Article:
May 5, 2021

The resistance of nearly 300 young men who refused to be drafted into the U.S. military out of U.S. concentration camps has become a prominent part of the Japanese American WWII incarceration story. Maligned as disloyal troublemakers for decades after the war, members of the Heart Mountain Fair Play Committee and other draft resisters are rightfully recognized as civil rights heroes today. But there is an equally inspiring — and largely forgotten — story about hundreds of Issei mothers who also protested the draft from within the camps.

Contrary to commonly-held stereotypes about good wives and wise mothers with small voices and few opinions, Issei mothers were no strangers to resistance. Prior to WWII, Japanese immigrant women created shelters and organized services for picture brides escaping abusive marriages, sustained worker strikes with the invisible labor of feeding a movement, and in at least one case, organized to demand paid maternity leave.[1] That these women were fully capable of holding their own will come as little surprise to anyone with a Japanese grandmother.

In Minidoka in January 1944, a strike by some 160 boilermen and janitors — over recent layoffs and the imposition of a new 24-hour work schedule — left the camp without hot water in the middle of the harsh Idaho winter. On January 6, a delegation of seventy-five Issei and Nisei women marched on the offices of Assistant Project Director R.S. Davidson and effectively held an eight-hour sit-in to push camp administrators to meet the striking workers’ demands. They refused to leave until he forwarded a statement from the women to War Relocation Authority (WRA) Director Dillon Myer not asking but demanding the restoration of hot water:

“We, the women and mothers of this project, demand hot water service at once. We have been without hot water for two days due to dispute [sic] between administration and workers…. Many of us have sons, husbands, and brothers in the armed forces doing their share for this country and yet we have to go through these hardships when a little effort on your part may straighten out this uncomfortable situation in which we are only victims of circumstances. Give this matter your immediate attention and wire back at once so that we can have hot water immediately.”[2]

The letter from the “Ladies of Hunt Relocation Center” would prove to be a precursor to continued attempts by Issei women to demand change in WWII concentration camps.

The following month, in February 1944, a group of Issei women calling themselves the Mothers’ Society of Minidoka came together to petition the government against drafting their American-born sons out of the camp. As Mira Shimabukuro notes in Relocating Authority: Japanese Americans Writing to Redress Mass Incarceration, the women’s petition preceded more well-known statements from male-led groups like the Heart Mountain Fair Play Committee — which, she suggests, means that the first coordinated, public resistance to the draft came not from citizen men but from immigrant women who were barred from naturalization.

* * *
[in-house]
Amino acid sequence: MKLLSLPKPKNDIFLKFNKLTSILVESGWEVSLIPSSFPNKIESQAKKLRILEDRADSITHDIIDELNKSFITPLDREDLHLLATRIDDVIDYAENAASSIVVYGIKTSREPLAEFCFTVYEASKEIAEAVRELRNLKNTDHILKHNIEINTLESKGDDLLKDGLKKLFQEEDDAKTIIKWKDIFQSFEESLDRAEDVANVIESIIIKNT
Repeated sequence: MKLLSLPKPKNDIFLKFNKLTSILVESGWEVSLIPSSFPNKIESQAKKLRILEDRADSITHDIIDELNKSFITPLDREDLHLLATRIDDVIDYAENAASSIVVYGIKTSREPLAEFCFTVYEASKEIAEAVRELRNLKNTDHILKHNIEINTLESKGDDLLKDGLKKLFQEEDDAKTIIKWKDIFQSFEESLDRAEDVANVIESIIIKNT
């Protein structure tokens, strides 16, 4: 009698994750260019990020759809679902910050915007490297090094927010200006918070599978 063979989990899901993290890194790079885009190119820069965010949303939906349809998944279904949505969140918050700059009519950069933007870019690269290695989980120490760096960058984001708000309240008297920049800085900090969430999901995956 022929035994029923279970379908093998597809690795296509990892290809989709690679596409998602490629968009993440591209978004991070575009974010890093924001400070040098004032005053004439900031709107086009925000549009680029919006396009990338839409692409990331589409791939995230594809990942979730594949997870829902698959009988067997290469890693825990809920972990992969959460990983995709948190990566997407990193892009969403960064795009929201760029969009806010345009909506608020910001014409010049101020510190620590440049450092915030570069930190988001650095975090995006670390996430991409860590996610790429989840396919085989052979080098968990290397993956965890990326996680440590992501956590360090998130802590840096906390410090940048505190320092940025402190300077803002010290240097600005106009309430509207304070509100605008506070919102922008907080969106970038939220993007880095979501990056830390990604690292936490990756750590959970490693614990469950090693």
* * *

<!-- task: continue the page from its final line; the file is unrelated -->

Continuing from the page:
According to James Sakoda, a researcher for the Japanese Evacuation and Resettlement Study, the women had been disappointed that draft-age men in the camp had not yet mounted an organized protest, and decided to write a petition leveraging their position as mothers of American citizens. This is not to say that Nisei men did not protest the draft in Minidoka. Draft-age men began holding their own meetings in early February, and a petition calling for “the restoration of every right and privilege of American citizenship” was circulated in several blocks — but few were willing to sign it and the Nisei petition soon “died a natural death for lack of support.”[3] 

The Mothers’ Society enlisted the help of Nisei lawyer Minoru Yasui, who had been “released” to Minidoka after losing his Supreme Court challenge. Yasui completed a draft of the petition on February 12, but many of the women complained that it was “too weakly worded,” painted the mothers as overly emotional, and only addressed the segregation of Japanese American soldiers but not the larger issue of their children’s citizenship. Undeterred, they began to hold secret meetings where they took it upon themselves to write another, stronger version.

The women assigned three representatives to rewrite the petition: a Mrs. Miyata, who had been transferred to Minidoka from Tule Lake with her draft-age Nisei son; Mrs. Takagi, a graduate of a girls’ college in Japan; and Mrs. Washisu, who had also attended college in Japan and was a driving force behind the earlier Nisei petition.[4] Their revised letter explicitly named the injustice and hypocrisy of the forced removal, and called for an end to the draft of Japanese American men from the camps until their rights as U.S. citizens were restored:

“[O]n the Pacific Coast with the so-called ‘military necessity’ as a reason the foundation of our life, the fruit of several decades of toil and suffering, was completely overturned; and first generation aliens and even Nisei—who are American citizens—were forced to lead a life within barbed-wire fences…. We understand that the purpose for which the United States is allowing tremendous sacrifices in fighting the war today is to establish ‘freedom and equality’ throughout the world. When they, the Nisei, consider the purpose of this war and then think about the treatment they are receiving at present, they discover the existence of a great paradox…. To think of sending them in this condition to the front, we, as mothers, considering the past and the future, feel an extreme and unbearable anguish.